So how would I go about adjusting the velocity of a downloaded wav sample then? Am I right when saying velocity is similar to attack?


noo noo noooooo velocity & attack are 2 very different things, but were on the subject of velocity here so.....

Velocity by default on sequencers (well all the ones ive used anyways cubase , logic & live!) is set to control the volume of the midi part thats being played, be it a note or a drum trigger etc.

This can be set in various ways and it differs from sequencer to sequencer, ive never used FL so cannot point you in the right direction there but its a pretty basic function so shouldnt be too hard to work out.

good luck!

imak x
 

JPsychodelicacy

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Of course, a prerequisite is that you've got to load the downloaded wav into a sampler first and control the velocity through the MIDI data sent to the sampler (which really sounds trickier than it is when written down)!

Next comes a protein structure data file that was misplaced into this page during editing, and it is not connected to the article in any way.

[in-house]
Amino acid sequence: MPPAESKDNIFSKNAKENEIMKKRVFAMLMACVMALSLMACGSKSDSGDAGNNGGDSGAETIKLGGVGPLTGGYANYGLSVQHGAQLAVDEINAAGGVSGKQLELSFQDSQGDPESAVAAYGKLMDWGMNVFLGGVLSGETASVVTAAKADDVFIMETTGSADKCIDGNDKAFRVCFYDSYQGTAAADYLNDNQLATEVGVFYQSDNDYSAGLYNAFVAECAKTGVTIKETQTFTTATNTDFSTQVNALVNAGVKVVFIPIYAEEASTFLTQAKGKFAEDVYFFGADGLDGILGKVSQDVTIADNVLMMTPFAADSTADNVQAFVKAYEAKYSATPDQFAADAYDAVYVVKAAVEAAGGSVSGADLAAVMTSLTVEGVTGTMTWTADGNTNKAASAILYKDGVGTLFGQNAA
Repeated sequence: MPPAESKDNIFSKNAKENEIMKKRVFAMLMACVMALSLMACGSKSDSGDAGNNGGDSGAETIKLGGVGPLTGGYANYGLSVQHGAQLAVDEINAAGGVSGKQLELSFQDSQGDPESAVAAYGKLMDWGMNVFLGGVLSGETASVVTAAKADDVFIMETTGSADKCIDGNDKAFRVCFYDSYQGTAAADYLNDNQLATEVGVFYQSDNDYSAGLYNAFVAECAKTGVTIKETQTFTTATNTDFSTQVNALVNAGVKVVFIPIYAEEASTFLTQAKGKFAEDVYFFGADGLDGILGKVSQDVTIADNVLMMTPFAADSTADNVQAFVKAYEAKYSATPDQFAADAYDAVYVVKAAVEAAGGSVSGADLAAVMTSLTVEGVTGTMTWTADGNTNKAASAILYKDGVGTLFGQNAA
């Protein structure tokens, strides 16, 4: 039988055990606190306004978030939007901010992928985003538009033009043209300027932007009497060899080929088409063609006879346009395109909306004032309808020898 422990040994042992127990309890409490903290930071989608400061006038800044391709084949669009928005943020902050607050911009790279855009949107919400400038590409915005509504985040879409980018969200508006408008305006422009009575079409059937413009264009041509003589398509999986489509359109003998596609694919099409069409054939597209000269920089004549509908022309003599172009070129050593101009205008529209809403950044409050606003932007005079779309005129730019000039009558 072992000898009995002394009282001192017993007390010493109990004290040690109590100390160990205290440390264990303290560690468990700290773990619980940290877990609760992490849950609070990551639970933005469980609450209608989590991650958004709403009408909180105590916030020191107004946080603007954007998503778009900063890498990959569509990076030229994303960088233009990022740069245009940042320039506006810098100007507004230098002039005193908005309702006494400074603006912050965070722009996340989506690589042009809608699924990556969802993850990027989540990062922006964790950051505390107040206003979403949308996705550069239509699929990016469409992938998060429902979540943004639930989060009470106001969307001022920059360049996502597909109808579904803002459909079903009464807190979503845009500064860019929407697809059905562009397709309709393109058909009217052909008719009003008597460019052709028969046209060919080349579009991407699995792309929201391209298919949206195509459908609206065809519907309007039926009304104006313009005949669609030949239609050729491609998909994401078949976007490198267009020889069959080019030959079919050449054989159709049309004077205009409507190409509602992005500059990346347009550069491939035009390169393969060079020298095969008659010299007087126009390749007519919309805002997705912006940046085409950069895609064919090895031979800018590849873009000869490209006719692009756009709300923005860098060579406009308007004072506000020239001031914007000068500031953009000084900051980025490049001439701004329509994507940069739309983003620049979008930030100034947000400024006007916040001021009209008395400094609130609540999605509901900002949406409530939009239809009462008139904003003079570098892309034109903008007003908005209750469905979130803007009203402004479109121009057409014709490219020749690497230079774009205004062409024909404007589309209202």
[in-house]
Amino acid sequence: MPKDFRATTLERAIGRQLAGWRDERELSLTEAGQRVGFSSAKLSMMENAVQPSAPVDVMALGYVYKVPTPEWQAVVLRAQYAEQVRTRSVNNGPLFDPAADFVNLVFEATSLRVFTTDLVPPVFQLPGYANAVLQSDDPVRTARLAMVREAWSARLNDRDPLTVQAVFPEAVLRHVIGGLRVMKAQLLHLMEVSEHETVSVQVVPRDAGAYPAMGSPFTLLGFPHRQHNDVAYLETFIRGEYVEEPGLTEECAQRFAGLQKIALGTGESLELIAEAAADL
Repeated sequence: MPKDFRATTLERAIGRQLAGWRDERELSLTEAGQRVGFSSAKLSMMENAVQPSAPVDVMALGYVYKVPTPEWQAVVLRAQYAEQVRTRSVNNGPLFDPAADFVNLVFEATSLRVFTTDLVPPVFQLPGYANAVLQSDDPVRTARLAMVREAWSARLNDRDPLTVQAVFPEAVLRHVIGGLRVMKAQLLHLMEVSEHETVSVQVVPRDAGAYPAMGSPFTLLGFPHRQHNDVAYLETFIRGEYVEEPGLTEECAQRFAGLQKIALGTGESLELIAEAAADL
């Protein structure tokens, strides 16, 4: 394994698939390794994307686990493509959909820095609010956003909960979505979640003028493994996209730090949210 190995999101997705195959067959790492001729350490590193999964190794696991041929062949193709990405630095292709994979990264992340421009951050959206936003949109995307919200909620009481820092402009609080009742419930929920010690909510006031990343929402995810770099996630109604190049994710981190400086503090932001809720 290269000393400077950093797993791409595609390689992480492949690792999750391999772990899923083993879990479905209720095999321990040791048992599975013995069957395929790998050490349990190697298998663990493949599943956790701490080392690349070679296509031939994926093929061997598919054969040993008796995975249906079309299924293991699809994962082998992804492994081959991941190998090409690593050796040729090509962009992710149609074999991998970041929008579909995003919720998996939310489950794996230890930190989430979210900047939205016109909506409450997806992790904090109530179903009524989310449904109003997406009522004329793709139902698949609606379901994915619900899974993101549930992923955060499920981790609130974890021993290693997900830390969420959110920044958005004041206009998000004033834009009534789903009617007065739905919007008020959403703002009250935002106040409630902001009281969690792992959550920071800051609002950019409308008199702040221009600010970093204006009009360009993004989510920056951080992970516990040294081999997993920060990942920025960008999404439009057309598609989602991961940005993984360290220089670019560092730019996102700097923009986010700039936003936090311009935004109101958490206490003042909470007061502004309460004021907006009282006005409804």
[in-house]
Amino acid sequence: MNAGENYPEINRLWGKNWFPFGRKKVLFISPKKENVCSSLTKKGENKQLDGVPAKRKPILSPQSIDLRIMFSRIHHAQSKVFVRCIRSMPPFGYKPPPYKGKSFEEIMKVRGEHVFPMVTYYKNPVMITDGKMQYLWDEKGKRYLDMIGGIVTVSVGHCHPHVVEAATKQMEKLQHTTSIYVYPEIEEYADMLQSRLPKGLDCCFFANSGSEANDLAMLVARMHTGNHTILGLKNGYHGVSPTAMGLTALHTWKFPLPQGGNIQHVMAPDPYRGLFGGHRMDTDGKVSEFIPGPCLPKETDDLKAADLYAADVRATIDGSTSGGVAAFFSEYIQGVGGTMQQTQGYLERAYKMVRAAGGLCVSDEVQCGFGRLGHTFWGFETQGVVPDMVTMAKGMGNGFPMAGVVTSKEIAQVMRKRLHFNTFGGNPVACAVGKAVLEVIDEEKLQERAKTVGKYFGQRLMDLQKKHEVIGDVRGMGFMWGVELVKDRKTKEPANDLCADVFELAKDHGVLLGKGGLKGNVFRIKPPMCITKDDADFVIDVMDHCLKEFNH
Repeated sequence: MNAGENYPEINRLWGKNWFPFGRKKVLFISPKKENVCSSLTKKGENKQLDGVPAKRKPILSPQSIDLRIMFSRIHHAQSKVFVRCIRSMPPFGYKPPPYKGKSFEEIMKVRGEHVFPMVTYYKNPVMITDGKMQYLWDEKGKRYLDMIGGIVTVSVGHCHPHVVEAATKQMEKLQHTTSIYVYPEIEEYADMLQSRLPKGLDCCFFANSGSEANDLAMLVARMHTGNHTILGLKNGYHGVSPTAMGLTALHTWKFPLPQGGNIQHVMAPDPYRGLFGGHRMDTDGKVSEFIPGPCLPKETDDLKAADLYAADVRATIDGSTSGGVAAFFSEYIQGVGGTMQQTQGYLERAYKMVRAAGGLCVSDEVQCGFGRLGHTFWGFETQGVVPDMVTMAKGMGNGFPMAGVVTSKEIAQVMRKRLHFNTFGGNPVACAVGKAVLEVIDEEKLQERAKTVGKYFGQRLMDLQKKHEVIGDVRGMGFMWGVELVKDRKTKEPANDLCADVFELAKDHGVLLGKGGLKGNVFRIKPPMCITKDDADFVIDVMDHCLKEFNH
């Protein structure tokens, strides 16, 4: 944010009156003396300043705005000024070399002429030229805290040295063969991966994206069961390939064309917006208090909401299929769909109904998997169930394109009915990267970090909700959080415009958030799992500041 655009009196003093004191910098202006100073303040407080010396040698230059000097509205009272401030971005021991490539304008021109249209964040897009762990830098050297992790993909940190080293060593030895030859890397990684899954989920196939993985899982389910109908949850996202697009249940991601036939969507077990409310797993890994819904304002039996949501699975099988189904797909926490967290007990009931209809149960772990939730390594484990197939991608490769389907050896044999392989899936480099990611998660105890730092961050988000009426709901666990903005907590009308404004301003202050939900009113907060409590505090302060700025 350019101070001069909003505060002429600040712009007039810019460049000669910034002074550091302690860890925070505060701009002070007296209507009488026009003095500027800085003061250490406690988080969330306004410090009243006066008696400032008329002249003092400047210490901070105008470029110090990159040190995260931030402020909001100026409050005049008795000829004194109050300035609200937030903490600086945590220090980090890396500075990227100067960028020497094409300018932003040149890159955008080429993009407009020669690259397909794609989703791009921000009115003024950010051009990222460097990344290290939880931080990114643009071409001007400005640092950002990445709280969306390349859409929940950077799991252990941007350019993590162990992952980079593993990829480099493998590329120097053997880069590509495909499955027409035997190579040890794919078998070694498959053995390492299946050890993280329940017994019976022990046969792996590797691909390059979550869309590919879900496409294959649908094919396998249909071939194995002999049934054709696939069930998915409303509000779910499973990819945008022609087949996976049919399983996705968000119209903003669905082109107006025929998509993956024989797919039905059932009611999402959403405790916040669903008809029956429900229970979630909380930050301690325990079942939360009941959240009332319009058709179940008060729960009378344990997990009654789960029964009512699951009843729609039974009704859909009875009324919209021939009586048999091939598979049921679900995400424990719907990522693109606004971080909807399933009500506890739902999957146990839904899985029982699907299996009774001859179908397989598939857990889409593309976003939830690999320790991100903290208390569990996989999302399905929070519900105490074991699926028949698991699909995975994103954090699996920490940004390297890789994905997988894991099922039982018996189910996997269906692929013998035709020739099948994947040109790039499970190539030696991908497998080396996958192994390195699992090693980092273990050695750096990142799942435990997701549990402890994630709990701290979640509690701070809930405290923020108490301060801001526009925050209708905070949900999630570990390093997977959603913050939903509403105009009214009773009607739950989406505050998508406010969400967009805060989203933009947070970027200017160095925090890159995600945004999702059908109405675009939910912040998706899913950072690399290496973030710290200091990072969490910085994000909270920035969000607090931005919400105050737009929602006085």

I don't think there's anything wrong with the 'tsssch' sound on the off-beat, just use something other than a friggin' 909 open hihat occasionally! :Wink3:

I had a mate of mine who'd got some really odd hi-hat type sounds by scraping different materials on sandpaper. Your imagination's the limit!

J.
 

Wee Waw

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Oh yes I do remember velocity now!! Right, when I get home I'm using all these ideas on a hihat loop. I'll post the final track up on here when It's done and I'll let you give me an opinion!
 

AEON

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if you're using FLStudio: